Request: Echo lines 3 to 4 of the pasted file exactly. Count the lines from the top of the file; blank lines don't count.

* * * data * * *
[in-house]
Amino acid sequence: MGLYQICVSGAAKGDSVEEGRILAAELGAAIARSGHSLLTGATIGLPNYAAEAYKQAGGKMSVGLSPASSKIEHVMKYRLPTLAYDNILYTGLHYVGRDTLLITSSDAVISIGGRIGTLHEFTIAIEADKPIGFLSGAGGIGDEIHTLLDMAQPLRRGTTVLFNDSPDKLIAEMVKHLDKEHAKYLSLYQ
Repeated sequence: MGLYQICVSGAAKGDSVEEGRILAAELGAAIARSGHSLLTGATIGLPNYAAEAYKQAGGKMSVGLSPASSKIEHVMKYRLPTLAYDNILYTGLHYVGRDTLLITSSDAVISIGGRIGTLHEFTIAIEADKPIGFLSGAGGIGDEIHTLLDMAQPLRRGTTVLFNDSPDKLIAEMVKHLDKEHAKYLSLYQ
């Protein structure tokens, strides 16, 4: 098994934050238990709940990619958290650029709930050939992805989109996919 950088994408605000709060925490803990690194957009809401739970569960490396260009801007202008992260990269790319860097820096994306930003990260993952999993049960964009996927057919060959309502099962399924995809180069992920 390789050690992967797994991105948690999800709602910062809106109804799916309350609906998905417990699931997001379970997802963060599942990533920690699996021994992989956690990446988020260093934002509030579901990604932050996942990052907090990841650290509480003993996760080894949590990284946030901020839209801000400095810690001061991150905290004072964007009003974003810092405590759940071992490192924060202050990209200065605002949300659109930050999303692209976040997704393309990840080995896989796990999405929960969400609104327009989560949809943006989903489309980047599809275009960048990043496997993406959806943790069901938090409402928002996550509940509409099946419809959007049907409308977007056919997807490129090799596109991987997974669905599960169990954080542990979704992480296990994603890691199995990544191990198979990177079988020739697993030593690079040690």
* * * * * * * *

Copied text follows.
Repeated sequence: MGLYQICVSGAAKGDSVEEGRILAAELGAAIARSGHSLLTGATIGLPNYAAEAYKQAGGKMSVGLSPASSKIEHVMKYRLPTLAYDNILYTGLHYVGRDTLLITSSDAVISIGGRIGTLHEFTIAIEADKPIGFLSGAGGIGDEIHTLLDMAQPLRRGTTVLFNDSPDKLIAEMVKHLDKEHAKYLSLYQ
């Protein structure tokens, strides 16, 4: 098994934050238990709940990619958290650029709930050939992805989109996919 950088994408605000709060925490803990690194957009809401739970569960490396260009801007202008992260990269790319860097820096994306930003990260993952999993049960964009996927057919060959309502099962399924995809180069992920 390789050690992967797994991105948690999800709602910062809106109804799916309350609906998905417990699931997001379970997802963060599942990533920690699996021994992989956690990446988020260093934002509030579901990604932050996942990052907090990841650290509480003993996760080894949590990284946030901020839209801000400095810690001061991150905290004072964007009003974003810092405590759940071992490192924060202050990209200065605002949300659109930050999303692209976040997704393309990840080995896989796990999405929960969400609104327009989560949809943006989903489309980047599809275009960048990043496997993406959806943790069901938090409402928002996550509940509409099946419809959007049907409308977007056919997807490129090799596109991987997974669905599960169990954080542990979704992480296990994603890691199995990544191990198979990177079988020739697993030593690079040690």